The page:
“Conflict and Communication”
Pastor Matt Braddock

“If another believer sins against you, go privately and point out the offense. If the other person listens and confesses it, you have won that person back. But if you are unsuccessful, take one or two others with you and go back again, so that everything you say may be confirmed by two or three witnesses. If the person still refuses to listen, take your case to the church. Then if he or she won’t accept the church’s decision, treat that person as a pagan or a corrupt tax collector. I tell you the truth, whatever you forbid on earth will be forbidden in heaven, and whatever you permit on earth will be permitted in heaven. I also tell you this: If two of you agree here on earth concerning anything you ask, my Father in heaven will do it for you. For where two or three gather together as my followers, I am there among them.” Matthew 18:15-20

I had a former church music director whom I called “The Maestro”. I remember entering the sanctuary of my church one Sunday morning. The Maestro was there, chirping one of his favorite hymns with a warbled falsetto as he changed the numbers on the hymn board. Usually the Maestro grumbled his way through Sunday morning. He was a lightning rod for conflict in the church. Instead of his usual litany of complaints, however, he seemed gleeful as we prepared for morning worship. Throughout the morning, there was a sense of lightness in the dusty atmosphere of this old church. Worship attendance was higher than average. Worshippers belted out the hymns and greeted each another with gracious salutations. I preached a sizzler-of- a-sermon. The choir was in tune. I dare say we enjoyed worshipping together.

After the service, a church member pulled me aside to talk confidentially. I called him, “The Amazing Randy.” The Amazing Randy would occasionally convey extrasensory messages from the spirit world to me. His hands were folded like a Jedi Master’s. He motioned me close and said, “Just between you and me, I’m getting a strange vibe at church today. I feel tension in the air. There is going to be a great power struggle here soon. I just thought you would want to know.” The Amazing Randy’s prophecy came true too quickly. That afternoon, I saw some choir members circling up in the parking lot. As I drew near to them, everyone ambled off — everyone except for “The Soprano,” whose unofficial job was to keep tally of all insults to the choir and the Maestro. “Today’s service was an outrage,” she said as I approached. She wept as she fumbled with the keys to her car. Between sobs, she told me that people treat the music director rudely, and he just wants to teach us fine music, and people want to stay ignorant and, “What are you going to do about it, pastor?” Welcome to life in church, folks.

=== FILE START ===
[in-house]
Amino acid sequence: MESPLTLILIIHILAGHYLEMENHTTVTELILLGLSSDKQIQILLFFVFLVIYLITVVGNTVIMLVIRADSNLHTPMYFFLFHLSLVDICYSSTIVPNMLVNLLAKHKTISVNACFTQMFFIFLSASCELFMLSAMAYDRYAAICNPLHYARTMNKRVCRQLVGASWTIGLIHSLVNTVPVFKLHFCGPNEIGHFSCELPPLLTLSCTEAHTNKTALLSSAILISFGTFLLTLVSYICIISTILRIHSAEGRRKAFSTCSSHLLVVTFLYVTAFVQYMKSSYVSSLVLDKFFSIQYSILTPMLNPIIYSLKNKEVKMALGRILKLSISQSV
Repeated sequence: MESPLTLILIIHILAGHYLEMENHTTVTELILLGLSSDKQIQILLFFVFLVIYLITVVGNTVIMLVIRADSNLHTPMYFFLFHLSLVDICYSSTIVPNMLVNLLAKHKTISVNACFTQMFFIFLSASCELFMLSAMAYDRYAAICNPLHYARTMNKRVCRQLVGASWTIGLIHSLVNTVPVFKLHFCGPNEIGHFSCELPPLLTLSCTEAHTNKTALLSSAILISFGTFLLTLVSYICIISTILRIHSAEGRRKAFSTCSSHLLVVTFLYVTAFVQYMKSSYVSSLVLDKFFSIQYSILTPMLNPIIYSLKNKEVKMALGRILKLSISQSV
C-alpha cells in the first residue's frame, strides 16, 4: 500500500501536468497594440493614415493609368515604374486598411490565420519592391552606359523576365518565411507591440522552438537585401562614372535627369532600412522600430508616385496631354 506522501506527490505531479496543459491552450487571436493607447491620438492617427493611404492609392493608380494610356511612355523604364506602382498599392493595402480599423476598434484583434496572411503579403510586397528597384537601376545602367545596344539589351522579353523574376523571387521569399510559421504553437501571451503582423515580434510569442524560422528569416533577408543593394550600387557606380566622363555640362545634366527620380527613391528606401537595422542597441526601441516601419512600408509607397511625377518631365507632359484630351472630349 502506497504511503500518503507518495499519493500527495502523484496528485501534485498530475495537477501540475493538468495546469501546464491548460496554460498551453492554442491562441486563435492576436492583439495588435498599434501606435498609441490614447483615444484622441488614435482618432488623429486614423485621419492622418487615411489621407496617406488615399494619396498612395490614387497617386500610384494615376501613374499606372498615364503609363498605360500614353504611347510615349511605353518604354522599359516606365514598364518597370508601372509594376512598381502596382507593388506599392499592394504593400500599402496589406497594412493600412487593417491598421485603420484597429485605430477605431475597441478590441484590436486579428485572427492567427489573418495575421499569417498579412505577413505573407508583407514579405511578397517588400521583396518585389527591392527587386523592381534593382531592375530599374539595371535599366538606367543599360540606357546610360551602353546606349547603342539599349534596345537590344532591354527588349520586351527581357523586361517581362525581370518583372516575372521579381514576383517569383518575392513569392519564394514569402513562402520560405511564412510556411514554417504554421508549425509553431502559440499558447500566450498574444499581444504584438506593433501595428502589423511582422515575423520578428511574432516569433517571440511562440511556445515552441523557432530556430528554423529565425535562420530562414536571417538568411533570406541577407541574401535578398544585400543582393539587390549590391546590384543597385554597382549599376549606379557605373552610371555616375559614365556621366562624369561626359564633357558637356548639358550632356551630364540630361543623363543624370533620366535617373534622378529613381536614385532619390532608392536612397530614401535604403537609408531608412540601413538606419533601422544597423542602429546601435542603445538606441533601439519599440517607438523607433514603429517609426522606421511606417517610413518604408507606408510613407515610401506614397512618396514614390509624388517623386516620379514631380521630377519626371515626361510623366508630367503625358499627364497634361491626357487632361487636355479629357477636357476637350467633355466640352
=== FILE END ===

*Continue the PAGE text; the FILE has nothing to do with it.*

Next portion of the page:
We tend to think that all conflict is bad. But that’s not true. Living together as a church family does not mean there will never conflict. But there is healthy conflict and unhealthy conflict – words that hurt and words that heal. Healthy conflict is the responsible exploration of our differences. In fact, we can thrive on differences of opinion, differing approaches to life and different ways of thinking. It is possible to learn what makes us different from one another and then recognize how these differences can be used to serve God. Being human means that we will face times when we are angry, confused, or just plain wrong. When we are faithful to God and one another, opposition can be turned into collaboration.